EU takes on Iran oil embargo

The European Union (EU) formally adopted an oil embargo on Monday against Iran and a freeze of the assets of the country’s central bank as part of sanctions meant to pressure the country to resume talks on its nuclear programme.

Diplomats said the measures, which were adopted in Brussels by the EU’s 27 foreign ministers, include an immediate embargo on new contracts for crude oil and petroleum products, while existing contracts will be allowed to run until July.

EU diplomats have said the measure is part of a twin-track approach towards Iran—increase sanctions to discourage what they suspect is Iran’s pursuit of nuclear weapons, but also emphasise the international community’s willingness to talk.

Iran says its nuclear programme is exclusively for peaceful purposes.

Britain’s foreign secretary William Hague called the embargo part of “an unprecedented set of sanctions”.

“I think this shows the resolve of the European Union on this issue,” Hague said.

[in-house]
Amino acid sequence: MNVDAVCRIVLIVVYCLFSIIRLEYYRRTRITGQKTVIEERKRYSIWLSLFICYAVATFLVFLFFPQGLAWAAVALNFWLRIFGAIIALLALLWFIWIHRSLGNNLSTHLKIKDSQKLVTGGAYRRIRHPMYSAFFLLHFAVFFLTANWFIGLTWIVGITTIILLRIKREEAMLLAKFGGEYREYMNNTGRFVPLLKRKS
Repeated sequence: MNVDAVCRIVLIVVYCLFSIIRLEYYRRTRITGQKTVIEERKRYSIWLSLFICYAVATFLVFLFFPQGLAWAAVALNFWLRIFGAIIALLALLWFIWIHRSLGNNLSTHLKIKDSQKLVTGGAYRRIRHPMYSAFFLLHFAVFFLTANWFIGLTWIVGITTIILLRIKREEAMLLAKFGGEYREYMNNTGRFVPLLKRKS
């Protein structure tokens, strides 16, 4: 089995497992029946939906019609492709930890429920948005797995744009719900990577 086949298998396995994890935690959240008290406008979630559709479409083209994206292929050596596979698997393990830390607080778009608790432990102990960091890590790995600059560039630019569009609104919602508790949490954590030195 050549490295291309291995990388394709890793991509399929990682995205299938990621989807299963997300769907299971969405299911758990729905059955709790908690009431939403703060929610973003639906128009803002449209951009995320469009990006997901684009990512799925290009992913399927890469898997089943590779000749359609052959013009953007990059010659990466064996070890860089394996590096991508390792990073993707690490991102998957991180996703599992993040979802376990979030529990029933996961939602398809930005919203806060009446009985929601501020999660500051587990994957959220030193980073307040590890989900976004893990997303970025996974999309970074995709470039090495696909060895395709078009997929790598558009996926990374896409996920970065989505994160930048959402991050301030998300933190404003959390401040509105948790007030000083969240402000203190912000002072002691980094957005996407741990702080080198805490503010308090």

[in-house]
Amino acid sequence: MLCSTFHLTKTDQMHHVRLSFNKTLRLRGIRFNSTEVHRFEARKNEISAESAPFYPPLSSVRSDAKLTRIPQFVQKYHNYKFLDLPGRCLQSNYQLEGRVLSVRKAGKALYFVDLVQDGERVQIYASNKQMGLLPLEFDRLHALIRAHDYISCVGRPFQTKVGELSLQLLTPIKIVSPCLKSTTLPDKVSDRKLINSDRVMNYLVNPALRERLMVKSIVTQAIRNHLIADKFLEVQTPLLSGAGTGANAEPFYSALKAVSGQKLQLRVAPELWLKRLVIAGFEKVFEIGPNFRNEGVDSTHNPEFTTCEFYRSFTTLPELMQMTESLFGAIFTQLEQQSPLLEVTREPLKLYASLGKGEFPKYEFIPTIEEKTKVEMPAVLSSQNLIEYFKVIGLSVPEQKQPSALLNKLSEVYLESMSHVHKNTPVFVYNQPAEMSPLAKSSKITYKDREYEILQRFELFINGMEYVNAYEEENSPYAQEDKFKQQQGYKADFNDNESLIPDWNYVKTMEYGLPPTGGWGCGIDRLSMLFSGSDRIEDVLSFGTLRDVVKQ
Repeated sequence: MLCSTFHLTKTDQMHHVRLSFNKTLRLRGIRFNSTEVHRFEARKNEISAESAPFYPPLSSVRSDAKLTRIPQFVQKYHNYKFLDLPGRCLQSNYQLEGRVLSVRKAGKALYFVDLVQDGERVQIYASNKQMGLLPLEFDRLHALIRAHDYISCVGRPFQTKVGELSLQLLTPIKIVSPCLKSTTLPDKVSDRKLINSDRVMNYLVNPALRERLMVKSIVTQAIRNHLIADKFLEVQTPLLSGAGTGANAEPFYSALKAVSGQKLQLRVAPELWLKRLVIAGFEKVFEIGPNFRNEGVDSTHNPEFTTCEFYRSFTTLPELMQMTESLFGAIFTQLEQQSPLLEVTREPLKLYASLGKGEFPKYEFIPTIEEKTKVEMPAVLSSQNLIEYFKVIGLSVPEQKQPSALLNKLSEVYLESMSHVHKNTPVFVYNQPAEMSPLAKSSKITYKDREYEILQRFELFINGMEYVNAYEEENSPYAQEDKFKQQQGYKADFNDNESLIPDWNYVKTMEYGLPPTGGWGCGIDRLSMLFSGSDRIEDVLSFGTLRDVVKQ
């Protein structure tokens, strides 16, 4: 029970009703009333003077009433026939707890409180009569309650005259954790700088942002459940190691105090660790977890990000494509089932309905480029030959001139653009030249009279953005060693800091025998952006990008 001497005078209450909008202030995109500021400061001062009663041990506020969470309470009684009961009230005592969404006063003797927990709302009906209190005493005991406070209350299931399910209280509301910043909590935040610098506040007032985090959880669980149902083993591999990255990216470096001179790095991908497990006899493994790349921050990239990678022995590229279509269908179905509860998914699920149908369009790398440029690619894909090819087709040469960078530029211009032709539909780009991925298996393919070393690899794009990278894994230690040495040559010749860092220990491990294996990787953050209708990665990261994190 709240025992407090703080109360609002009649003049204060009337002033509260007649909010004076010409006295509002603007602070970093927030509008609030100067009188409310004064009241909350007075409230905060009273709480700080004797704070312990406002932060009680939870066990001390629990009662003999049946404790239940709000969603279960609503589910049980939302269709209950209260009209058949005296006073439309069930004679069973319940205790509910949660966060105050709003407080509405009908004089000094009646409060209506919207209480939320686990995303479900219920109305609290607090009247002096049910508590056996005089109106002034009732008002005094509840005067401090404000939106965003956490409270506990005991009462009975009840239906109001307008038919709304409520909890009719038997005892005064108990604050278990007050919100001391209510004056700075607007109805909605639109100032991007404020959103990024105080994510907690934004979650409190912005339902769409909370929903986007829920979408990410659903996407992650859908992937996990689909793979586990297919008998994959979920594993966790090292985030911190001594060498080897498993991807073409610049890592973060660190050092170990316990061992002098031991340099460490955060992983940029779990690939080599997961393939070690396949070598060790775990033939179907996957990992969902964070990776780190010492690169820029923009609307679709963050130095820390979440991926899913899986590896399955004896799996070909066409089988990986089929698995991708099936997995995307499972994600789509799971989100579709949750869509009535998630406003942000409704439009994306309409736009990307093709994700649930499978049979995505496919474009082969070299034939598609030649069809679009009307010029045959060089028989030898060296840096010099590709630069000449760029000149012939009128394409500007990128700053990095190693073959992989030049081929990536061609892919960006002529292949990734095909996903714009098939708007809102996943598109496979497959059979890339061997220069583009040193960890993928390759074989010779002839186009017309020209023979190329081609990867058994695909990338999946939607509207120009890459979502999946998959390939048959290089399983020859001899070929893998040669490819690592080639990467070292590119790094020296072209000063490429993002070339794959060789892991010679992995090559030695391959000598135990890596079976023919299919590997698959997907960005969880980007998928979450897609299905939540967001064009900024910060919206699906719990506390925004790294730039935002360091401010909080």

The EU also agreed to freeze the assets of the Iranian central bank. Together, the two measures are intended not only to pressure Iran to agree to talks but also to choke of funding for its nuclear activities.

In October, EU foreign policy chief Catherine Ashton sent a letter to Saeed Jalili, Iran’s top nuclear negotiator, saying her goal was a negotiated solution that “restores international confidence in the exclusively peaceful nature of Iran’s nuclear programme”.

She says she has not yet received a reply.

In advance of Monday’s decision, negotiators worked hard to try to ensure that the embargo would punish only Iran—and not EU member Greece, which is in dire financial trouble and relies heavily on low-priced Iranian oil.

The foreign ministers agreed to a review of the effects of the sanctions, to be completed by May 1, a diplomat said.
He spoke on condition of anonymity to discuss the subject before the official announcement. And they agreed in principle to make up the costs Greece incurs as a result of the embargo.

“It is important to know what will happen to individual countries as a consequence of the sanctions,” Ashton said before the meeting.

German Foreign Minister Guido Westerwelle said it was critical that action be taken.

“This is not a question of security in the region,” he said. “It is a question of security in the world.”—Sapa-AP

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